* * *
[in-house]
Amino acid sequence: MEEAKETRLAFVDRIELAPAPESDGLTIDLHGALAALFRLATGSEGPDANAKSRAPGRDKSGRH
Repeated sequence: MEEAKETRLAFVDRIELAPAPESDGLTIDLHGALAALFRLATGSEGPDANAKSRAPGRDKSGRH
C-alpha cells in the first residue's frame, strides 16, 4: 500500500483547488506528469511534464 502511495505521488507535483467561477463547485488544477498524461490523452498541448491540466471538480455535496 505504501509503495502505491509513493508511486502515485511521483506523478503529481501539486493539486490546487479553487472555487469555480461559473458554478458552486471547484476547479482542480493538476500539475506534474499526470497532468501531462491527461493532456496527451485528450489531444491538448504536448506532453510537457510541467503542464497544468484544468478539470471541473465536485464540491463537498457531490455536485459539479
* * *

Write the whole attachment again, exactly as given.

[in-house]
Amino acid sequence: MEEAKETRLAFVDRIELAPAPESDGLTIDLHGALAALFRLATGSEGPDANAKSRAPGRDKSGRH
Repeated sequence: MEEAKETRLAFVDRIELAPAPESDGLTIDLHGALAALFRLATGSEGPDANAKSRAPGRDKSGRH
C-alpha cells in the first residue's frame, strides 16, 4: 500500500483547488506528469511534464 502511495505521488507535483467561477463547485488544477498524461490523452498541448491540466471538480455535496 505504501509503495502505491509513493508511486502515485511521483506523478503529481501539486493539486490546487479553487472555487469555480461559473458554478458552486471547484476547479482542480493538476500539475506534474499526470497532468501531462491527461493532456496527451485528450489531444491538448504536448506532453510537457510541467503542464497544468484544468478539470471541473465536485464540491463537498457531490455536485459539479